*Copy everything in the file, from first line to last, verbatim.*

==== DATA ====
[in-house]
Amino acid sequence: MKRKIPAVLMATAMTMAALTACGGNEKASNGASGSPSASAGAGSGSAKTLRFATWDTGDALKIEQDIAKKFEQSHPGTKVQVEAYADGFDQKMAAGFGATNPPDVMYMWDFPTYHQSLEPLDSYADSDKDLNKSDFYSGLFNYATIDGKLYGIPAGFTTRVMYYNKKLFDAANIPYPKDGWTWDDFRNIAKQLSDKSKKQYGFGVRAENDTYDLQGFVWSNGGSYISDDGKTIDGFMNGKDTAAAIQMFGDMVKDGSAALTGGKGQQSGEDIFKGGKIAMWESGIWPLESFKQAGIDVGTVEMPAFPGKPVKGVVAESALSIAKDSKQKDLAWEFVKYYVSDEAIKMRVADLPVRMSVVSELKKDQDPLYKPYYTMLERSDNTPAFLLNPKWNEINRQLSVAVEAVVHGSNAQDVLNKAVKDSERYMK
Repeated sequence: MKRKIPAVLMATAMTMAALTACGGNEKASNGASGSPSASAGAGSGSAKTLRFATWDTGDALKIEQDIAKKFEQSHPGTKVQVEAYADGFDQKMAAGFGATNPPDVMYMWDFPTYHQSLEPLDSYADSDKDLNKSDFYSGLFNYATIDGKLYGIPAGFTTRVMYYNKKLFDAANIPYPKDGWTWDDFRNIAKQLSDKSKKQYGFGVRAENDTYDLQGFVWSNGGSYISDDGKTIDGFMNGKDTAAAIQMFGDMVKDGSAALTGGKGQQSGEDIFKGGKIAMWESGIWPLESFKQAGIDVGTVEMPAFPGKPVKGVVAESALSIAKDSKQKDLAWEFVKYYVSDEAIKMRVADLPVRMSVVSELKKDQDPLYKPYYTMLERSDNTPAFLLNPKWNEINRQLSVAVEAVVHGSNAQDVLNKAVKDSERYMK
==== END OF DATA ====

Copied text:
[in-house]
Amino acid sequence: MKRKIPAVLMATAMTMAALTACGGNEKASNGASGSPSASAGAGSGSAKTLRFATWDTGDALKIEQDIAKKFEQSHPGTKVQVEAYADGFDQKMAAGFGATNPPDVMYMWDFPTYHQSLEPLDSYADSDKDLNKSDFYSGLFNYATIDGKLYGIPAGFTTRVMYYNKKLFDAANIPYPKDGWTWDDFRNIAKQLSDKSKKQYGFGVRAENDTYDLQGFVWSNGGSYISDDGKTIDGFMNGKDTAAAIQMFGDMVKDGSAALTGGKGQQSGEDIFKGGKIAMWESGIWPLESFKQAGIDVGTVEMPAFPGKPVKGVVAESALSIAKDSKQKDLAWEFVKYYVSDEAIKMRVADLPVRMSVVSELKKDQDPLYKPYYTMLERSDNTPAFLLNPKWNEINRQLSVAVEAVVHGSNAQDVLNKAVKDSERYMK
Repeated sequence: MKRKIPAVLMATAMTMAALTACGGNEKASNGASGSPSASAGAGSGSAKTLRFATWDTGDALKIEQDIAKKFEQSHPGTKVQVEAYADGFDQKMAAGFGATNPPDVMYMWDFPTYHQSLEPLDSYADSDKDLNKSDFYSGLFNYATIDGKLYGIPAGFTTRVMYYNKKLFDAANIPYPKDGWTWDDFRNIAKQLSDKSKKQYGFGVRAENDTYDLQGFVWSNGGSYISDDGKTIDGFMNGKDTAAAIQMFGDMVKDGSAALTGGKGQQSGEDIFKGGKIAMWESGIWPLESFKQAGIDVGTVEMPAFPGKPVKGVVAESALSIAKDSKQKDLAWEFVKYYVSDEAIKMRVADLPVRMSVVSELKKDQDPLYKPYYTMLERSDNTPAFLLNPKWNEINRQLSVAVEAVVHGSNAQDVLNKAVKDSERYMK